Watertown can draw from a 60 million gallon reserve supply of water through the weekend, if need be, said Brian Gaffney, the city's treatment plant operator.
The spill was expected to reach Lake Ontario in coming days.
Fourth Fish Kill Investigated in the Region
Usually a breeze during a hot summer day is a welcomed treat. But over the last several days, The wind has been blowing the scent of dead fish into a Metairie neighborhood. It's all the result of a fish kill in the 17th street canal.
In a canal best known as a border between Orleans and Jefferson Parishes, silver specks glisten in the water. But take a closer look, and you'll see the sun shining on dead fish.
In Bucktown workers from the department of environmental quality used a water quality probe to measure temperature and oxygen levels.
"We had identical conditions in Bayou Lacombe last week with the fish kill that occurred there", said John Calvin of the Department of Environmental Quality.
The cause: nothing toxic, according to DEQ. Just high heat and low tide, which means low to no oxygen in the water.
"If there's no oxygen for them, then they're in trouble. They're starved for oxygen and they perished", Jeff Dauzat of the Department of Environmental Quality.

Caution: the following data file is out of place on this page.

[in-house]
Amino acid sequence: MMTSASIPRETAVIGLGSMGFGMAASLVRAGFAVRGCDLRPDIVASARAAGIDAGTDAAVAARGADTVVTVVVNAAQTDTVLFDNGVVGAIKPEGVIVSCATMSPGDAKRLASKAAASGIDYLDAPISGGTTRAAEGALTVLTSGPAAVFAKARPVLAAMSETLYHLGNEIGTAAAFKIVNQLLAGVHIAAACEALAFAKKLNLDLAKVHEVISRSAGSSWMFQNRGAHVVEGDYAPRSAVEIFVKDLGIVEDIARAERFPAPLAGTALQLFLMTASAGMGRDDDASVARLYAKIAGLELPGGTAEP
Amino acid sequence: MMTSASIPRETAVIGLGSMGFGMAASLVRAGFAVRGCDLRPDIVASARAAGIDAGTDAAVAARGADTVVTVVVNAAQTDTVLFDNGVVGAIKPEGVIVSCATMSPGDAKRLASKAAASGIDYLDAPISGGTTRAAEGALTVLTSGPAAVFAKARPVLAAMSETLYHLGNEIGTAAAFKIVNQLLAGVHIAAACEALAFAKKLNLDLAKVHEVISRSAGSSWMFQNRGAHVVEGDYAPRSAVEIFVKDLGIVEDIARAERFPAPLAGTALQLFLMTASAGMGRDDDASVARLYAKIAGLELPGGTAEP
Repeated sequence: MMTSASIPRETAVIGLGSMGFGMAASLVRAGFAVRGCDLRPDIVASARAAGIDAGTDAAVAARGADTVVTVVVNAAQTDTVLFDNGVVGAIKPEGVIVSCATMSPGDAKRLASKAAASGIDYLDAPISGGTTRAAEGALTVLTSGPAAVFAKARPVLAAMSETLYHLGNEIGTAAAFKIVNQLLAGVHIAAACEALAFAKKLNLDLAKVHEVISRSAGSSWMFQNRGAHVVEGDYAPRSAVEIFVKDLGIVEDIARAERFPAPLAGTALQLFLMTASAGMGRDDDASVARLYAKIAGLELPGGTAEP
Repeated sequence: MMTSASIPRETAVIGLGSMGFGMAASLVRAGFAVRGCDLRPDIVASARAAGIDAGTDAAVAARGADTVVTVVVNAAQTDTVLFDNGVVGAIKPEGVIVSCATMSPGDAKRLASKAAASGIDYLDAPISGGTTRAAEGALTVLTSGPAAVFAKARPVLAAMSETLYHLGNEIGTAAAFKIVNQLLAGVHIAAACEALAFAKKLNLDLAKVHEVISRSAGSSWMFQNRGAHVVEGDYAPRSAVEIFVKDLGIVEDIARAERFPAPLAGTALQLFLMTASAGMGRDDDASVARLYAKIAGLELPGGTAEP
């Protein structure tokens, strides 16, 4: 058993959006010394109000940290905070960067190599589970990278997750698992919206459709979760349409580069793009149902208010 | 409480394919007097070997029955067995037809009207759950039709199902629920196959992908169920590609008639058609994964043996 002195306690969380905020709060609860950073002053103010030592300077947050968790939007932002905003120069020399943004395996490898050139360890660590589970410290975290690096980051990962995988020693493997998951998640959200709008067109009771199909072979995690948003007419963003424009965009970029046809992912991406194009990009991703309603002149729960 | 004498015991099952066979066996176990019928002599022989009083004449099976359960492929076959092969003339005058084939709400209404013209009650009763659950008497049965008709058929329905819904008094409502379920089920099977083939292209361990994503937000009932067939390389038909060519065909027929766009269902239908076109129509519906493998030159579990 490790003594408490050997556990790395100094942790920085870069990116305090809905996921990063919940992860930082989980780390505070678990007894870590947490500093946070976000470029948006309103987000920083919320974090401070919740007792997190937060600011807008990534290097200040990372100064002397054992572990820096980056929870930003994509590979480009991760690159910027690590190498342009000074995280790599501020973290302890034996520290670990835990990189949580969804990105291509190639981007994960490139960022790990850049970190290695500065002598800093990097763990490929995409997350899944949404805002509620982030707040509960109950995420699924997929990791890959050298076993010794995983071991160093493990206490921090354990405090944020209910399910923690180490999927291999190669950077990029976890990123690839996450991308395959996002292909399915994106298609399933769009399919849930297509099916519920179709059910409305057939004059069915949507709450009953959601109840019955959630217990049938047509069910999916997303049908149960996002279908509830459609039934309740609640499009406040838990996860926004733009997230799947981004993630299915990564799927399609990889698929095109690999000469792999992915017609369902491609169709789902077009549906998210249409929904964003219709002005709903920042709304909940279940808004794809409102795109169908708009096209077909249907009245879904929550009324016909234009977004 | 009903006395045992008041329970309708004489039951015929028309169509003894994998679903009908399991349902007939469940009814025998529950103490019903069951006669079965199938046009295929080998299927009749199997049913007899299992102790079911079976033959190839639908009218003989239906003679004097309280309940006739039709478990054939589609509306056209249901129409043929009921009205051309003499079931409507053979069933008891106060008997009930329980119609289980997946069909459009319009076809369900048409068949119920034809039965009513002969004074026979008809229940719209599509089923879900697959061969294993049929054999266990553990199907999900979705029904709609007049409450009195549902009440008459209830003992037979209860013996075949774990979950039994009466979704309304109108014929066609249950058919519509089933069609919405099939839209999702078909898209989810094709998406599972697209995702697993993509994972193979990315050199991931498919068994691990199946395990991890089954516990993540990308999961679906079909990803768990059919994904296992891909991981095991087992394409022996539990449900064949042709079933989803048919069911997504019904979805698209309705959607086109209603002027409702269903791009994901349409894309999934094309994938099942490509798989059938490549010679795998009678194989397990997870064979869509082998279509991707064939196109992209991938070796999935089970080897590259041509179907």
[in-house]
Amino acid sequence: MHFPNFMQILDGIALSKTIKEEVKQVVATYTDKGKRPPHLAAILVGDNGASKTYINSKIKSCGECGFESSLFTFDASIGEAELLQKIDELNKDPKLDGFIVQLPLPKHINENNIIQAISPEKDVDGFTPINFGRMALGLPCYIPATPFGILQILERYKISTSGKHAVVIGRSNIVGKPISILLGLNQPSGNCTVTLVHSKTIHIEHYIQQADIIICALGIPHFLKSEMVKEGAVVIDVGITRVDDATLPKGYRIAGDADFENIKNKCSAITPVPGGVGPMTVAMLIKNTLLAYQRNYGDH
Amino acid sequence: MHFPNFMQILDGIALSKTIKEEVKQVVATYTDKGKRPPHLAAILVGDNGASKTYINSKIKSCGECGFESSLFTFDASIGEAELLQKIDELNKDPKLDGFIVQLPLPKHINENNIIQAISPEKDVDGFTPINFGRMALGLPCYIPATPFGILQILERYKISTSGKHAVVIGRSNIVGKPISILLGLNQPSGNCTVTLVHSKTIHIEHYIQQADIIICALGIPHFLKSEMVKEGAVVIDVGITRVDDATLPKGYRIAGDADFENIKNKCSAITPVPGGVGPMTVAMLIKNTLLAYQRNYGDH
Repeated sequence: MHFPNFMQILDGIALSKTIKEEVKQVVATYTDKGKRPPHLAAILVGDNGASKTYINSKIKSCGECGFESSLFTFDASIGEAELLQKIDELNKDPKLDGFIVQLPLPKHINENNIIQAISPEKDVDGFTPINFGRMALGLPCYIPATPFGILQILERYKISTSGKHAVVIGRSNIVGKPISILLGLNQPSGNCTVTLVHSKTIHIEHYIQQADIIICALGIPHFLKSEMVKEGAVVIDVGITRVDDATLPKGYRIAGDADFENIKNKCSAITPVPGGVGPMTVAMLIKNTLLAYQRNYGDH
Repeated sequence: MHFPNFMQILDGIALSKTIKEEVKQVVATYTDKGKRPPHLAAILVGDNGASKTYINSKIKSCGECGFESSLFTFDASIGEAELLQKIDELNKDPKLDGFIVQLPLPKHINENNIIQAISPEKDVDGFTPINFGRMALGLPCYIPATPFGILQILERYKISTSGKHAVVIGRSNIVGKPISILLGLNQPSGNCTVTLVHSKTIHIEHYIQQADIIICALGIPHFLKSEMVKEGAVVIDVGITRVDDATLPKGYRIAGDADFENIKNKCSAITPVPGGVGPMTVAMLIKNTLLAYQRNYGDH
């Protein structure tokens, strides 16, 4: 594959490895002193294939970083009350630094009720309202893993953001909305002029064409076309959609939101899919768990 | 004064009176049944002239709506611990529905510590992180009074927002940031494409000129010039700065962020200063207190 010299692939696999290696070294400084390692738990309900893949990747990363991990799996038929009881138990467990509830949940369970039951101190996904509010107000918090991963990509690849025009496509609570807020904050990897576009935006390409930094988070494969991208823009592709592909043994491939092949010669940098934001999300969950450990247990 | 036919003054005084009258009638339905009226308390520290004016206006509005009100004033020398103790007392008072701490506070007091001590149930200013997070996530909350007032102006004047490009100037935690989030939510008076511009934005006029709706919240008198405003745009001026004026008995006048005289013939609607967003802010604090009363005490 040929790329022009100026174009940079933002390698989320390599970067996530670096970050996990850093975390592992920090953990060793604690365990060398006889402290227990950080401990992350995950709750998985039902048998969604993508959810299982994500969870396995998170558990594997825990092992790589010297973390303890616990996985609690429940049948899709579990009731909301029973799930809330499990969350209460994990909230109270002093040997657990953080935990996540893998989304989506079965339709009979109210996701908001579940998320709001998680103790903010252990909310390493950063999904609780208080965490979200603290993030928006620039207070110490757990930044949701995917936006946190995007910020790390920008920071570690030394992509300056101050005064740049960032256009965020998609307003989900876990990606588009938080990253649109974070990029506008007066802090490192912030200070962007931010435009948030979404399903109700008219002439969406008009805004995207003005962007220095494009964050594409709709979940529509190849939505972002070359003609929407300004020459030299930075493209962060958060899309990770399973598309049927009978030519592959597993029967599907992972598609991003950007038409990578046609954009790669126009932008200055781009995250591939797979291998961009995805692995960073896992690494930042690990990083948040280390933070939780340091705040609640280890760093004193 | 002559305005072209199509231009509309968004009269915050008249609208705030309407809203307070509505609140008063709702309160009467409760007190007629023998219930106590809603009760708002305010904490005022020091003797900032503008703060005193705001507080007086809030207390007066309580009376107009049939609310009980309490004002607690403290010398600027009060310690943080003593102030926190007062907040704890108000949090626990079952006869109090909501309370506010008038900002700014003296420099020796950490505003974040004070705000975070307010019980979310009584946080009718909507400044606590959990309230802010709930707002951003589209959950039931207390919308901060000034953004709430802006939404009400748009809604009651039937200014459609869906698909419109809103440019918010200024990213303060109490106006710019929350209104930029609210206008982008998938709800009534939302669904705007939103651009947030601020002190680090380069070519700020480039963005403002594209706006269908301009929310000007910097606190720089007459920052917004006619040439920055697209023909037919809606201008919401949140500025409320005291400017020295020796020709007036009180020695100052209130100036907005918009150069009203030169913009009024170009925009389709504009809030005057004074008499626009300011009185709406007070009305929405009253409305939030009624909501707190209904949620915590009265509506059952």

According to DEQ, this is the fourth fish kill in the region.
Cause of Carmel fish kill probed
By MICHAEL RISINIT
CARMEL --What killed hundreds of fish over the weekend in the Croton Falls Reservoir remained a mystery yesterday.
"Never in my life have I seen anything like it", said Morgan Seymour Jr., 76, a lifelong Carmel resident and avid outdoorsman.
Seymour was describing the 1,000 dead fish -- sawbellies, white perch and yellow perch -- he saw at the Croton Falls Reservoir floating in the water or washed up on the shore. A retired railroad engineer, he was driving down Stoneleigh Avenue Friday evening when he noticed a mob of gulls and cormorants diving into the water near where the road crosses the reservoir.
"I said to myself, 'That's unusual', " Seymour said. "So I turned the car around and went back for a look".
The reservoir is part of New York City's water supply, which delivers drinking water to 9 million people, including part of Putnam County and most of Westchester. City and state environmental authorities yesterday were looking for the cause of the fish kill.
"For now, we just don't know", said Ian Michaels, a spokesman for the city's Department of Environmental Protection. "We had people investigating over the weekend and today".